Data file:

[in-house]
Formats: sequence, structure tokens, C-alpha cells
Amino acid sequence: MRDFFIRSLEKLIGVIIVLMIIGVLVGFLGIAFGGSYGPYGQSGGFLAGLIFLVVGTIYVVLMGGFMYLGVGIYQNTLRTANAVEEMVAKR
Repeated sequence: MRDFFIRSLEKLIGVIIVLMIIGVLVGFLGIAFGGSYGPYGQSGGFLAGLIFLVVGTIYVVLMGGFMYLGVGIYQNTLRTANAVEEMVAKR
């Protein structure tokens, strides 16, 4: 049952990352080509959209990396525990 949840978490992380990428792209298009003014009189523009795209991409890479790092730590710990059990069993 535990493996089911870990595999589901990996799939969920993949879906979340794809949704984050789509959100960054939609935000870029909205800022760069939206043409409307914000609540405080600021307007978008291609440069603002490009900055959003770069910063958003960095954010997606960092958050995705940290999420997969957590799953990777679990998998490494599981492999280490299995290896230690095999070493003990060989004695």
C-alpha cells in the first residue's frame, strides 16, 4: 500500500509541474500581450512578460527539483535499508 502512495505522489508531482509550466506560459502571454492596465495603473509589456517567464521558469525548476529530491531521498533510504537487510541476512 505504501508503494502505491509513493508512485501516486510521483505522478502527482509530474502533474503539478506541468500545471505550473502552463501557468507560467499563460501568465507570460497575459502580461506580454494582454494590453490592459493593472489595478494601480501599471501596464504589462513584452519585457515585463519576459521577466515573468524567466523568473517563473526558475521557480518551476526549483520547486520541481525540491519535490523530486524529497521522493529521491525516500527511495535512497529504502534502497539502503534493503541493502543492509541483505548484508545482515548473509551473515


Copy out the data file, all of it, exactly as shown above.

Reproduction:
[in-house]
Formats: sequence, structure tokens, C-alpha cells
Amino acid sequence: MRDFFIRSLEKLIGVIIVLMIIGVLVGFLGIAFGGSYGPYGQSGGFLAGLIFLVVGTIYVVLMGGFMYLGVGIYQNTLRTANAVEEMVAKR
Repeated sequence: MRDFFIRSLEKLIGVIIVLMIIGVLVGFLGIAFGGSYGPYGQSGGFLAGLIFLVVGTIYVVLMGGFMYLGVGIYQNTLRTANAVEEMVAKR
């Protein structure tokens, strides 16, 4: 049952990352080509959209990396525990 949840978490992380990428792209298009003014009189523009795209991409890479790092730590710990059990069993 535990493996089911870990595999589901990996799939969920993949879906979340794809949704984050789509959100960054939609935000870029909205800022760069939206043409409307914000609540405080600021307007978008291609440069603002490009900055959003770069910063958003960095954010997606960092958050995705940290999420997969957590799953990777679990998998490494599981492999280490299995290896230690095999070493003990060989004695």
C-alpha cells in the first residue's frame, strides 16, 4: 500500500509541474500581450512578460527539483535499508 502512495505522489508531482509550466506560459502571454492596465495603473509589456517567464521558469525548476529530491531521498533510504537487510541476512 505504501508503494502505491509513493508512485501516486510521483505522478502527482509530474502533474503539478506541468500545471505550473502552463501557468507560467499563460501568465507570460497575459502580461506580454494582454494590453490592459493593472489595478494601480501599471501596464504589462513584452519585457515585463519576459521577466515573468524567466523568473517563473526558475521557480518551476526549483520547486520541481525540491519535490523530486524529497521522493529521491525516500527511495535512497529504502534502497539502503534493503541493502543492509541483505548484508545482515548473509551473515